Afghani Girl Uses Prosthetic Arm To Paint & Stuns U.S Art World


Most 7 year-old’s don’t concern themselves with things like war, bombs, and terrorist groups. At that age most children are carefree, happy and live simple lives. For one young Afghani girl, she has experienced both of these juxtaposed situations and has captured the attention of people around the world.

7 year old Shah Bibi Tarakhail comes from a small village in Afghanistan. Her home turf was an area that had seen a lot of fighting between US forces and the Taliban, but that was normal. In August 2013 she was playing outside with her brother, and picked up what she thought looked like a rock. When she threw it on the ground it exploded which destroyed her right eye, her right arm and sadly killed her brother.

A non-profit organization called Children of War Foundation heard about her story and immediately jumped to help Shah Bibi. COWF exists to get medical help to child victims of war, and works closely with some big hospitals in the US.


International Outreach Director Ilaha Omar brought Shah Bibi to the United States to get adequate treatment at Shriners hospital for Children in Los Angeles, where the young girl received surgery on her face, and was fitted with a prosthetic arm, all for free.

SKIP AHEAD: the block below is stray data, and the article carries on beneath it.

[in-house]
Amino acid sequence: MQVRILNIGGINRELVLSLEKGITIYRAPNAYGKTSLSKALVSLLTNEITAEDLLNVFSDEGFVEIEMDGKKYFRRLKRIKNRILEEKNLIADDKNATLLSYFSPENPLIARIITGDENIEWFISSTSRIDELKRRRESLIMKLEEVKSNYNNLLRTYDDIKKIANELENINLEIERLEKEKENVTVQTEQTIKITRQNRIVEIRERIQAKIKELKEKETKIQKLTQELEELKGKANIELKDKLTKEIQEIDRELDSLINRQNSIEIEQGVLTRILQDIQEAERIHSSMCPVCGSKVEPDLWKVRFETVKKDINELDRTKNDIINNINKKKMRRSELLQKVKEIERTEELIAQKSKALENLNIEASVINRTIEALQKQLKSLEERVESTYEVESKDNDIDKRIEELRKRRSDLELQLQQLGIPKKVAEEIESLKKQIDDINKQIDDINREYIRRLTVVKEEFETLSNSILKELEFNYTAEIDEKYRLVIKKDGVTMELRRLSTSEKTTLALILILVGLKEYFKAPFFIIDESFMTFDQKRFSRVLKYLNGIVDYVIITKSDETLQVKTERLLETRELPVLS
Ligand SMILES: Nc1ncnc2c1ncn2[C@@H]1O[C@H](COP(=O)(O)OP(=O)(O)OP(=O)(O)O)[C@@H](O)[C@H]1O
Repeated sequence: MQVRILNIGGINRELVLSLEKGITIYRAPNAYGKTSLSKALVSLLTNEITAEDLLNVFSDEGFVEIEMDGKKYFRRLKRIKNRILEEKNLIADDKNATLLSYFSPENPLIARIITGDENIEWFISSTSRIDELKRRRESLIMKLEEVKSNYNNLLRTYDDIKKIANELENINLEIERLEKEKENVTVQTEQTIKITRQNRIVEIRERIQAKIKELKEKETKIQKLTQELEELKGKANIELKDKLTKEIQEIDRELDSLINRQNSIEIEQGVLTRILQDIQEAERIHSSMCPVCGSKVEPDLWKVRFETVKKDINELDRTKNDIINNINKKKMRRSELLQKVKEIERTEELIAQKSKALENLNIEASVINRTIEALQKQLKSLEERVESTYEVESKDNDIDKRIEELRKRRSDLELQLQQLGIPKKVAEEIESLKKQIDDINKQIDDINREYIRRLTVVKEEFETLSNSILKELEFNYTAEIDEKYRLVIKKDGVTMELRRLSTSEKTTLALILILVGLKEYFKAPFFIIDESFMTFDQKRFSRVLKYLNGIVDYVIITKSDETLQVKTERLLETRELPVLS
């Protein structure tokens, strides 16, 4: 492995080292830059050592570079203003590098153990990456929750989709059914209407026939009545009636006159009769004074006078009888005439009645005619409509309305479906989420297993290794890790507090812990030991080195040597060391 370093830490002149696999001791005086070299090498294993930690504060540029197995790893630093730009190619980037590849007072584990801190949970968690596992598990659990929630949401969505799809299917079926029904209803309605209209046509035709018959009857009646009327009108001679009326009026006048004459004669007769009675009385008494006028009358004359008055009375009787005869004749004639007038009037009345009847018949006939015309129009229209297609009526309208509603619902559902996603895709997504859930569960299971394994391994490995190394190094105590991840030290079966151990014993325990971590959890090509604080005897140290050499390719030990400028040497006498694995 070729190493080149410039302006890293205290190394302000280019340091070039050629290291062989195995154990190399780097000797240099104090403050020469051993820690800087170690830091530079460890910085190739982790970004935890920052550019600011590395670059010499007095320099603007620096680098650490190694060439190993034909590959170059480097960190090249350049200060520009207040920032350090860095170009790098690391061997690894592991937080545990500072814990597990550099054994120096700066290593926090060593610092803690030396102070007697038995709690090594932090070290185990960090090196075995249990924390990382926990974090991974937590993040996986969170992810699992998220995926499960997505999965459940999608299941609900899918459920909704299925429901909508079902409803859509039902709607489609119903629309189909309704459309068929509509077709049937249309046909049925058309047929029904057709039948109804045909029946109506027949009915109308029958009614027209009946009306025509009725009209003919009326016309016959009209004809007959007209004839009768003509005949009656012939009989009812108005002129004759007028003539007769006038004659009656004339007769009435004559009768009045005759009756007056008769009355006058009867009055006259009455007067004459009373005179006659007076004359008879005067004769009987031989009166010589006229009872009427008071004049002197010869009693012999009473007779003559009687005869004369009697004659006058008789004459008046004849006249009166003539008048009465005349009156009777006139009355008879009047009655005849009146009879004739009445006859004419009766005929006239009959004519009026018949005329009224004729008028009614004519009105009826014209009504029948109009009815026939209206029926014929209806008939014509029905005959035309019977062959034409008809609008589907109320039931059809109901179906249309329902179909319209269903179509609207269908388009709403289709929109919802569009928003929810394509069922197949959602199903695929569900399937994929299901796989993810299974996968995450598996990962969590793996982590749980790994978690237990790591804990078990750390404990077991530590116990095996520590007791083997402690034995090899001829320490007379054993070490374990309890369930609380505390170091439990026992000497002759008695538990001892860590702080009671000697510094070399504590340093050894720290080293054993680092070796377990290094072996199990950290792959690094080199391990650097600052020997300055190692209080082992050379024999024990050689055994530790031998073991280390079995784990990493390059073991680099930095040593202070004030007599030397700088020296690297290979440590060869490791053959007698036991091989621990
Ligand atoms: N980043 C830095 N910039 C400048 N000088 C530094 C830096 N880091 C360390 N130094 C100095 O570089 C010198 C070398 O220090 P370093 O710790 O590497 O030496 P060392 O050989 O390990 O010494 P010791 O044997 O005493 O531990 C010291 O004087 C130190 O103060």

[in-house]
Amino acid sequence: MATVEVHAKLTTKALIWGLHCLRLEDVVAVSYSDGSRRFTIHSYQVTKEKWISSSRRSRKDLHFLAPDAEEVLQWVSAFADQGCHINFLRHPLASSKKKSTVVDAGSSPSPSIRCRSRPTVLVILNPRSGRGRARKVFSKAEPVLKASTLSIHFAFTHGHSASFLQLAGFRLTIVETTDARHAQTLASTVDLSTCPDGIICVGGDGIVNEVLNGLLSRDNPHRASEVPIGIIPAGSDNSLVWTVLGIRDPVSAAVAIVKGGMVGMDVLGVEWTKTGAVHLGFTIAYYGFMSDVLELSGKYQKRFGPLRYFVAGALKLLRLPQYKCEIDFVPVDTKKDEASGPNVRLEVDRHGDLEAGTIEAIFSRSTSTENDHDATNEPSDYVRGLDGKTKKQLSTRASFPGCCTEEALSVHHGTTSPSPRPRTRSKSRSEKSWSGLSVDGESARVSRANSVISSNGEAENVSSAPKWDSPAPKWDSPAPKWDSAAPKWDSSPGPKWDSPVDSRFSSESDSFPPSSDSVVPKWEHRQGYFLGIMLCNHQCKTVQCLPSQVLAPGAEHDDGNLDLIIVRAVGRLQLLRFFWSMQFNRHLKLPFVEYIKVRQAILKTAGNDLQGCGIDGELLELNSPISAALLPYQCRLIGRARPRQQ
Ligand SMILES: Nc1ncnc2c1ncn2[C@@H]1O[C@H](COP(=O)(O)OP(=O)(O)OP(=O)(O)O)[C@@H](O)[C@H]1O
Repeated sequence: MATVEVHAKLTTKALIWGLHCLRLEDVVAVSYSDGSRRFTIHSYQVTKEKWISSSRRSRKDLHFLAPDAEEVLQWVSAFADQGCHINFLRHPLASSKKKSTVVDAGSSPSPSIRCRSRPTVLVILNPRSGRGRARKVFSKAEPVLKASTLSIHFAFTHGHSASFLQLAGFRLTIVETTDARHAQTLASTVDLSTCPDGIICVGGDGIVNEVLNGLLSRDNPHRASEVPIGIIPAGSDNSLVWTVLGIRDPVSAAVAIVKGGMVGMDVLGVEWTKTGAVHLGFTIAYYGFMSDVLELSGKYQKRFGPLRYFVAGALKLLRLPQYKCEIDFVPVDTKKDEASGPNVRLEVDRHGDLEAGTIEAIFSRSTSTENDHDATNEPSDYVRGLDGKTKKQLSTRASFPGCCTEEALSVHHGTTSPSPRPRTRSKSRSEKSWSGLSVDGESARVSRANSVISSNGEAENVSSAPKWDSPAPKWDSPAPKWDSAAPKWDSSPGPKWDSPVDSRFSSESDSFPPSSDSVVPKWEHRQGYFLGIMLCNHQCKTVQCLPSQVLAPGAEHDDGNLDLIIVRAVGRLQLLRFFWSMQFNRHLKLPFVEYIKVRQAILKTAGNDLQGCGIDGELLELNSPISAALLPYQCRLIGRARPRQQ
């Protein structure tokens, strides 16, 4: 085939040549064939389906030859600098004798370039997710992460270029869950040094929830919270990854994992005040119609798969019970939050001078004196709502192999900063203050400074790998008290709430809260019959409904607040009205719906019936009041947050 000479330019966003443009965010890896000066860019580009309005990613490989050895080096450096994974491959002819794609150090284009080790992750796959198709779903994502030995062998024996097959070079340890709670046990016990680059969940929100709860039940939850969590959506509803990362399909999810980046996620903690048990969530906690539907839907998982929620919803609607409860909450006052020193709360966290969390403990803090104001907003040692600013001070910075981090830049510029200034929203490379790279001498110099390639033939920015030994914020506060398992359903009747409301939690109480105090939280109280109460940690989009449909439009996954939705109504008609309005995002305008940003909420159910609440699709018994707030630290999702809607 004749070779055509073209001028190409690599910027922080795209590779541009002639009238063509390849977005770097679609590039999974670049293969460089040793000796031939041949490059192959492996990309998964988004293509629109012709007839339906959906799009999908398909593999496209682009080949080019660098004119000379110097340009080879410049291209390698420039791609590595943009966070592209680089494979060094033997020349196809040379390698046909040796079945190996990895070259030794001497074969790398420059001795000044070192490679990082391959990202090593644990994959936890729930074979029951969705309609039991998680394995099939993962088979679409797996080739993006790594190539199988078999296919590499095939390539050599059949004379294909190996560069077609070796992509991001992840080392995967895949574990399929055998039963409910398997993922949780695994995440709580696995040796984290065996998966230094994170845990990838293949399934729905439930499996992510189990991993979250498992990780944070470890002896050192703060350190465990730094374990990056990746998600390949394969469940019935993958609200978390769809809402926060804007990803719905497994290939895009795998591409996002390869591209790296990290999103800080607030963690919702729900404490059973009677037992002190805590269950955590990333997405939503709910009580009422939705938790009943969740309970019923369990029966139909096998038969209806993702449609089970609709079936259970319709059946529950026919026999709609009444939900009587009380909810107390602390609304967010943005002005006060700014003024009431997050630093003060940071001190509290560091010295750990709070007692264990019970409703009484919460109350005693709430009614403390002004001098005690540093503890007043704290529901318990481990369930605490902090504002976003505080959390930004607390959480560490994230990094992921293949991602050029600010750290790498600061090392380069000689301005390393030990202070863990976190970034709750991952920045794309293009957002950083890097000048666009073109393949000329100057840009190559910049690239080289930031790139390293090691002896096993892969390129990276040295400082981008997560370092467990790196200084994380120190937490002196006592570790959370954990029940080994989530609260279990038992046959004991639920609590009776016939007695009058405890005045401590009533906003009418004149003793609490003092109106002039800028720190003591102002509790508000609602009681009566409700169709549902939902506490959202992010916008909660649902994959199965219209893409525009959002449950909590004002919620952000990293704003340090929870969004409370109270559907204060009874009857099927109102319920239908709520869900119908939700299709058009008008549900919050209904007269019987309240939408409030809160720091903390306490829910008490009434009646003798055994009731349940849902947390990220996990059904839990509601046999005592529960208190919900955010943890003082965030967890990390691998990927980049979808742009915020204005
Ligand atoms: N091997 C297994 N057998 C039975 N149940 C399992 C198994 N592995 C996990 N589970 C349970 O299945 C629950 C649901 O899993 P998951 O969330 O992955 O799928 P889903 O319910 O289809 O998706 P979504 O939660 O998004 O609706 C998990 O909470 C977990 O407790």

She worked with doctors and therapists to get used to the new arm, and they all knew this generously donated limb would change her life drastically. What they didn’t know was how soon, and Shah Bibi certainly blew them away.

Within a week of having the prosthetic arm, Shah Bibi started picking up paintbrushes and creating abstract paintings. The prestigious Beverly Hills art gallery Galerie Michael on Rodeo Drive invited her to visit them on April 2nd where she met with artist Davyd Whaley who was thoroughly impressed and “blown away” at the young girl’s skills.


“You’re going to do a Jackson Pollock,'” he said while also telling members of the press who were in attendance that she could definitely pursue a career at her skill level.

Shah Bibi is set to return to her home in Afghanistan next week but the Children of War organization plans to bring her back in 2015 to fit her with a prosthetic eye and fix her scars.

The playful girl was seen taking lots of “selfies” around the gallery after showing off her artwork to members of the Los Angeles art industry.

What is most endearing about this story is that this little 7 year old girl shows no signs of slowing down her life or her passions just because of a horrific incident. Sure there will be tough times and emotional scars which may take time to heal because of the loss of her brother, but hers will be a story that will inspire others in her home country to rise above the injustice of war.


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